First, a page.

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Geographers Performing Nationalism and Hetero-masculinity

Geographers Performing Nationalism and Hetero-masculinity Our article builds upon the insights of recent critical geographic inquiry that has examined the involvement of geography in a multitude of power relations, and in particular the processes of European imperialism and colonisation. The focus of this article, however, is the involvement of the discipline of geography in the constitution and maintenance of a hetero-masculine nationalist discourse. We focus our analysis on articles published in the New Zealand Geographer, but suggest that such hetero-masculine nationalist discourse exists also in the works of geographers writing about other nation-spaces. Our purpose is to draw geographers' attention to the constitutive effects of banal practices in geographic scholarship. We draw upon Michael Billig's concept of ‘banal nationalism’ to argue that the articulation of nationalist narratives is an endemic feature of the contemporary nation/state, and one that forms a particular discursive order that situates author, text and reader in an assumed national and hetero-masculine landscape. http://www.deepdyve.com/assets/images/DeepDyve-Logo-lg.png "Gender, Place & Culture" Taylor & Francis

Geographers Performing Nationalism and Hetero-masculinity

"Gender, Place & Culture" , Volume 13 (6): 17 – Dec 1, 2006
17 pages

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References (87)

Publisher
Taylor & Francis
Copyright
Copyright Taylor & Francis Group, LLC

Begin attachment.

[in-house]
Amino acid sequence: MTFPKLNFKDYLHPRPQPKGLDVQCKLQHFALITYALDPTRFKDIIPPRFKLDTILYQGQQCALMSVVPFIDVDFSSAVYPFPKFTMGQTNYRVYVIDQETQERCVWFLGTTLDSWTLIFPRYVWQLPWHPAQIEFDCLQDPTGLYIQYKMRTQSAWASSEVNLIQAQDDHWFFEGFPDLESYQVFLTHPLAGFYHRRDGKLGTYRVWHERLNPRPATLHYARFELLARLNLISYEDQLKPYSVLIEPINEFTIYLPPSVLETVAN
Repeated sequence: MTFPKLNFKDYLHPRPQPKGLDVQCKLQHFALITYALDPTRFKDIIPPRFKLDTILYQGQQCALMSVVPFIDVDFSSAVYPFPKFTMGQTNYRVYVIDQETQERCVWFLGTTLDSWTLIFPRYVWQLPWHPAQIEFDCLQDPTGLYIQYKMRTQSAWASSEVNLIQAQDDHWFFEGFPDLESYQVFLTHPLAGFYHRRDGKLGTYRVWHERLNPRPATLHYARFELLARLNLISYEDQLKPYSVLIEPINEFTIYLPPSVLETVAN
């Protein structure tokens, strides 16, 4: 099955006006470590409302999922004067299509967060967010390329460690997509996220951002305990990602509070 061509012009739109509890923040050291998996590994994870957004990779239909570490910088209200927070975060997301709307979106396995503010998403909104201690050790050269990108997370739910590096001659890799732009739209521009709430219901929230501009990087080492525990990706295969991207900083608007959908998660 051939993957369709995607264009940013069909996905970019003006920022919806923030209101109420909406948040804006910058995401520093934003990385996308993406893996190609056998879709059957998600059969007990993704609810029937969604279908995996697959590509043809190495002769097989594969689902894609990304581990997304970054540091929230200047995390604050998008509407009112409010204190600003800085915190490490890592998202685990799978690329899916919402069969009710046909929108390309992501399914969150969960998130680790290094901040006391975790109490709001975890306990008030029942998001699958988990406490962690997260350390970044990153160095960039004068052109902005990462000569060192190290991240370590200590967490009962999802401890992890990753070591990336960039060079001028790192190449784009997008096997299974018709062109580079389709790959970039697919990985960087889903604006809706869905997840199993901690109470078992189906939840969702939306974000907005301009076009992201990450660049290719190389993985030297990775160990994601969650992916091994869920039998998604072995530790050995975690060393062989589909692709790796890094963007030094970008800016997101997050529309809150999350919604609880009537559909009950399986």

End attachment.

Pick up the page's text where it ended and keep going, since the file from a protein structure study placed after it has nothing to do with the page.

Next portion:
ISSN
1360-0524
eISSN
0966-369X
DOI
10.1080/09663690601019794
Publisher site
See Article on Publisher Site

Abstract

Our article builds upon the insights of recent critical geographic inquiry that has examined the involvement of geography in a multitude of power relations, and in particular the processes of European imperialism and colonisation. The focus of this article, however, is the involvement of the discipline of geography in the constitution and maintenance of a hetero-masculine nationalist discourse. We focus our analysis on articles published in the New Zealand Geographer, but suggest that such hetero-masculine nationalist discourse exists also in the works of geographers writing about other nation-spaces. Our purpose is to draw geographers' attention to the constitutive effects of banal practices in geographic scholarship. We draw upon Michael Billig's concept of ‘banal nationalism’ to argue that the articulation of nationalist narratives is an endemic feature of the contemporary nation/state, and one that forms a particular discursive order that situates author, text and reader in an assumed national and hetero-masculine landscape.

Journal

"Gender, Place & Culture"Taylor & Francis

Published: Dec 1, 2006

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